An onboarding program is foundational to a new hire’s experience in the company. At it’s best, the program introduces the new hire to the company as a whole, demonstrates how the new hire’s work and role fits into the bigger picture, and orients them within their new organization.
But how do you scale a high-touch process like onboarding? Here’s how one HR professional tackled the challenge.
Jessica Chan is currently the Director of People at ReD Associates and a global HR professional with experience in multiple industries.
But in a former role as HR Associate at a global tech company, Jessica witnessed a concerning trend.
Newly hired consultants were joining the company rapidly and at varied timelines, sometimes as many as ten a month. But, onboarding wasn’t as straightforward as completing payroll forms, meeting their manager, and being assigned on a project. Without much context or orientation, these new hires would often leave upon project completion, and the cycle would start again.
Jessica knew that a process like onboarding, when effective, could be time-intensive, and managing dozens of individual timelines would be unwieldy and inefficient.
Instead, she synthesized and standardized it into a recurring day each month, where recent new hires would come together as a cohort to meet key people in the company, develop relationships with one another, and learn as a group.
Jessica’s idea would be a marked shift from the existing protocols. She had the head of HR’s approval to pursue it, but because it would affect numerous departments, she had to get senior management on board as well.
The toughest selling point was that the program would require the consultants get the day off, which would affect their utilization.
She pitched her proposal for an organized, recurring onboarding day to senior management, making sure to explain the trade-off of utilization and retention, why it would be beneficial to each team lead and her primary goal of reducing employee turnover. She got the go-ahead.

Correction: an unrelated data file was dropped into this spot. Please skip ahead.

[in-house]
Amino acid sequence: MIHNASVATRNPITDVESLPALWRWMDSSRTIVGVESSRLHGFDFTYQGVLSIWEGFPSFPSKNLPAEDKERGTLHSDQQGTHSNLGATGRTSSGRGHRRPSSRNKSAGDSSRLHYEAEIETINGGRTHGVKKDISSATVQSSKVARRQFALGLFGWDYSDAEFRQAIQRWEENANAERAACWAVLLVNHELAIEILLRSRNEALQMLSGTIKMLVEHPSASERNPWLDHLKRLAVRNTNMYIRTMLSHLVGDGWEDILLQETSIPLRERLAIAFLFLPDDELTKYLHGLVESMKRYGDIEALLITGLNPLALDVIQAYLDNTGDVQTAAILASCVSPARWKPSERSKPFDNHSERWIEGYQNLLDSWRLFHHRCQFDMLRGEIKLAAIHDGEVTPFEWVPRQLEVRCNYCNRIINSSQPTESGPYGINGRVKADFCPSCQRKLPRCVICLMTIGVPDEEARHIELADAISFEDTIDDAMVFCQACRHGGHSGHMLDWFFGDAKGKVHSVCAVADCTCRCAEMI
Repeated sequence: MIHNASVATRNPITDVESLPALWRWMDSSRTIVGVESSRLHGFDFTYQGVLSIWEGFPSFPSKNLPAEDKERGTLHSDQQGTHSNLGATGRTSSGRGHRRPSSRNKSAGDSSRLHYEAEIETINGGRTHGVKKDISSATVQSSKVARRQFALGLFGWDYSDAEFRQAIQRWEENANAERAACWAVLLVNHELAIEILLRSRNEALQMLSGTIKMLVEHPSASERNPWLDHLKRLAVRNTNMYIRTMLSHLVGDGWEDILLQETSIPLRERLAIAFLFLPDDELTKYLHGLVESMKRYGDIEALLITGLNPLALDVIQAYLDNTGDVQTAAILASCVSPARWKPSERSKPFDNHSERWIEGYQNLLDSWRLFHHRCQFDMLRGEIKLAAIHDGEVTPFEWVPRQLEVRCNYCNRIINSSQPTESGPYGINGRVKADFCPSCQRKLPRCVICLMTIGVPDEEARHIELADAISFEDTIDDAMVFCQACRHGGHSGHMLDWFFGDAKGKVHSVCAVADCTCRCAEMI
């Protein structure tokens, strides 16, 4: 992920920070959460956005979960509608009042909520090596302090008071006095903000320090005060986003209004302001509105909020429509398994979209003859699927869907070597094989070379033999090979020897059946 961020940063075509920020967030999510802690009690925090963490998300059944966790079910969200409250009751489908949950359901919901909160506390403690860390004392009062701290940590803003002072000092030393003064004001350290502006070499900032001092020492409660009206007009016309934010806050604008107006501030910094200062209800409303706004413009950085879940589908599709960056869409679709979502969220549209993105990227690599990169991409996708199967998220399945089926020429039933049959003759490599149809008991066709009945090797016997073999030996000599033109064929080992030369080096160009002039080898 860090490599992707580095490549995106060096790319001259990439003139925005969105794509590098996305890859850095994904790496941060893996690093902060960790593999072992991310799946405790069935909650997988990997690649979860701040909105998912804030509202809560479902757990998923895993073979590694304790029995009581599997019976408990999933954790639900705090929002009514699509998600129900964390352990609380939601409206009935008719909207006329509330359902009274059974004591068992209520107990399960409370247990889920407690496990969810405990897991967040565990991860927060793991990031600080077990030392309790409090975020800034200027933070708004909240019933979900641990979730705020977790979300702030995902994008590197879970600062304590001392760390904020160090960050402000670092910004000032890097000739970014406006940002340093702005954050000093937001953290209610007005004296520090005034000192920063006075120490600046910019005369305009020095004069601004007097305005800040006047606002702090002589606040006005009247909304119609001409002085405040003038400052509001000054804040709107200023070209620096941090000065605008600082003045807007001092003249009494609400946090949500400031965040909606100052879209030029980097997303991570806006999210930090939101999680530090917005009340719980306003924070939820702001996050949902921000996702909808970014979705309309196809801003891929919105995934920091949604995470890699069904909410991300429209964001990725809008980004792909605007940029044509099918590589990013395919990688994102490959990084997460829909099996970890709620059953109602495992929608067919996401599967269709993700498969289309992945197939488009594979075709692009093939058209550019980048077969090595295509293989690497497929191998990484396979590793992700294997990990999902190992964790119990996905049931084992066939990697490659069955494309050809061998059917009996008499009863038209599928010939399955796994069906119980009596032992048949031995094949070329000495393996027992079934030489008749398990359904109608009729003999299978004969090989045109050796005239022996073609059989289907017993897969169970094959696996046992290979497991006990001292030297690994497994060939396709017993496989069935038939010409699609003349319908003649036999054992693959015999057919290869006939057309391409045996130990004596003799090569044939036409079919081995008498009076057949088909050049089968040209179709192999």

Jessica attributes her success in pitching the ideas to her defining clear expectations for outcomes. Over her career, she’s found that if you want to change something, you should be able to explain why it should change and what you’re looking for as a result.
Once she had gotten buy-in from leadership, Jessica outlined a schedule for the day.
Her two driving questions:
The balance of mission-critical information and broader context helped balance the day and gave the new hires a cohesive picture of the company rather than the small window from whatever project they were assigned.
Jessica’s schedule included:
The program build-out took a few weeks. When she put her plan to action, Jessica made sure that the agenda was clear, each presenter knew their topic and time, and the recent hires had the day set aside to dedicate their time.
After six months of executing the cohort onboarding program, Jessica measured a significant decrease in turnover amongst employees under a year, solidifying the program as a success.
While reflecting on the program, Jessica notes that, like many things, you can’t necessarily copy and paste programs or initiatives, especially within the realm of people operations. Different companies have different cultures and different priorities.
For example, she pointed out that not all companies would be able to have their consultants take a day off entirely for onboarding, depending on the size or scale of their operation. She advocates for adapting programs to company culture and framing them in ways that can benefit all stakeholders involved.
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